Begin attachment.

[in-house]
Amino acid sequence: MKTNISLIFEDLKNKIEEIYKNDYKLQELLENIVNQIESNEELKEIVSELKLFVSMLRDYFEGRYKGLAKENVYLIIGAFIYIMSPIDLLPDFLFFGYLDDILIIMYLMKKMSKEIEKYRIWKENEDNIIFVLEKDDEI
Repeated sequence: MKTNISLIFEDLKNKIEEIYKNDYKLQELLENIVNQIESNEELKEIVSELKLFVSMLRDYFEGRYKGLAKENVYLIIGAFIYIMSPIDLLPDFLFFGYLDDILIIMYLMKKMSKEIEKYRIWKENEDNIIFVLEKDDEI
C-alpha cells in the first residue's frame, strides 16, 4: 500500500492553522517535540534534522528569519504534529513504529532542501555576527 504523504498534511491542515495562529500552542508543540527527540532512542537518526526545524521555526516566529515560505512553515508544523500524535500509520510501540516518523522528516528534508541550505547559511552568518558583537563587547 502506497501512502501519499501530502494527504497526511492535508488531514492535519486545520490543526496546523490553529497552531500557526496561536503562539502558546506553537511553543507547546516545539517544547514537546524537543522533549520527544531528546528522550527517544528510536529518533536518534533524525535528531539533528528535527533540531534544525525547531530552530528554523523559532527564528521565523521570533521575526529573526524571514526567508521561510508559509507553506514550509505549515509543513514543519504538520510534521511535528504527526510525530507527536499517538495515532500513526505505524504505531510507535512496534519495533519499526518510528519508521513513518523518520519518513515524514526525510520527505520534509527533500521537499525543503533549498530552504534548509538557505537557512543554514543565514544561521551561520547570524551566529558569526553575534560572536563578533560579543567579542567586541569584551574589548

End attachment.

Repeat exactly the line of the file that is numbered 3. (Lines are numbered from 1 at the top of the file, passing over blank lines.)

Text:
Repeated sequence: MKTNISLIFEDLKNKIEEIYKNDYKLQELLENIVNQIESNEELKEIVSELKLFVSMLRDYFEGRYKGLAKENVYLIIGAFIYIMSPIDLLPDFLFFGYLDDILIIMYLMKKMSKEIEKYRIWKENEDNIIFVLEKDDEI